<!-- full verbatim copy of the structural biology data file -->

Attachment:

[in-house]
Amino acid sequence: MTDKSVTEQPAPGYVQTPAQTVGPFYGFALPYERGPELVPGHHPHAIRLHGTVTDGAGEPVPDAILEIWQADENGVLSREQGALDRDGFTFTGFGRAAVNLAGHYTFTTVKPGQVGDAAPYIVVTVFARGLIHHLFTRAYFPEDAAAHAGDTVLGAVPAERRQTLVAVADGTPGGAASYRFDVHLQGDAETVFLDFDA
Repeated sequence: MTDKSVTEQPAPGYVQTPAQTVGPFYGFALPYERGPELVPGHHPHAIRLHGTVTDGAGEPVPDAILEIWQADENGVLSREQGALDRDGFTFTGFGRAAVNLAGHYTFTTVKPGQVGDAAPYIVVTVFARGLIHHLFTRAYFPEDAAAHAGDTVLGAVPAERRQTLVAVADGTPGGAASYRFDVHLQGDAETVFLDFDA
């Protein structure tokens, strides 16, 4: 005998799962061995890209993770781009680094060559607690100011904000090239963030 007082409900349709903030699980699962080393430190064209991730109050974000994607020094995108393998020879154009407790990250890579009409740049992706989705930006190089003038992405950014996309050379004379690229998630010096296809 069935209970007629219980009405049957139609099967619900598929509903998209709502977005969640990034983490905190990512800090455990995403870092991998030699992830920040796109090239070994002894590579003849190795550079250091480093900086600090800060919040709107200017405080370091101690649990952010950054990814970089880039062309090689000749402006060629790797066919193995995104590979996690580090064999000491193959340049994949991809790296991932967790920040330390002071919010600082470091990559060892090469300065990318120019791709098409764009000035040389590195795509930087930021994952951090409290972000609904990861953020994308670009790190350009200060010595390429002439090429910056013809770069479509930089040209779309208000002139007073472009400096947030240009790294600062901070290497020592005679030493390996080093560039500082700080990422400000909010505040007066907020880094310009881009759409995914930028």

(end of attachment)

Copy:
[in-house]
Amino acid sequence: MTDKSVTEQPAPGYVQTPAQTVGPFYGFALPYERGPELVPGHHPHAIRLHGTVTDGAGEPVPDAILEIWQADENGVLSREQGALDRDGFTFTGFGRAAVNLAGHYTFTTVKPGQVGDAAPYIVVTVFARGLIHHLFTRAYFPEDAAAHAGDTVLGAVPAERRQTLVAVADGTPGGAASYRFDVHLQGDAETVFLDFDA
Repeated sequence: MTDKSVTEQPAPGYVQTPAQTVGPFYGFALPYERGPELVPGHHPHAIRLHGTVTDGAGEPVPDAILEIWQADENGVLSREQGALDRDGFTFTGFGRAAVNLAGHYTFTTVKPGQVGDAAPYIVVTVFARGLIHHLFTRAYFPEDAAAHAGDTVLGAVPAERRQTLVAVADGTPGGAASYRFDVHLQGDAETVFLDFDA
């Protein structure tokens, strides 16, 4: 005998799962061995890209993770781009680094060559607690100011904000090239963030 007082409900349709903030699980699962080393430190064209991730109050974000994607020094995108393998020879154009407790990250890579009409740049992706989705930006190089003038992405950014996309050379004379690229998630010096296809 069935209970007629219980009405049957139609099967619900598929509903998209709502977005969640990034983490905190990512800090455990995403870092991998030699992830920040796109090239070994002894590579003849190795550079250091480093900086600090800060919040709107200017405080370091101690649990952010950054990814970089880039062309090689000749402006060629790797066919193995995104590979996690580090064999000491193959340049994949991809790296991932967790920040330390002071919010600082470091990559060892090469300065990318120019791709098409764009000035040389590195795509930087930021994952951090409290972000609904990861953020994308670009790190350009200060010595390429002439090429910056013809770069479509930089040209779309208000002139007073472009400096947030240009790294600062901070290497020592005679030493390996080093560039500082700080990422400000909010505040007066907020880094310009881009759409995914930028």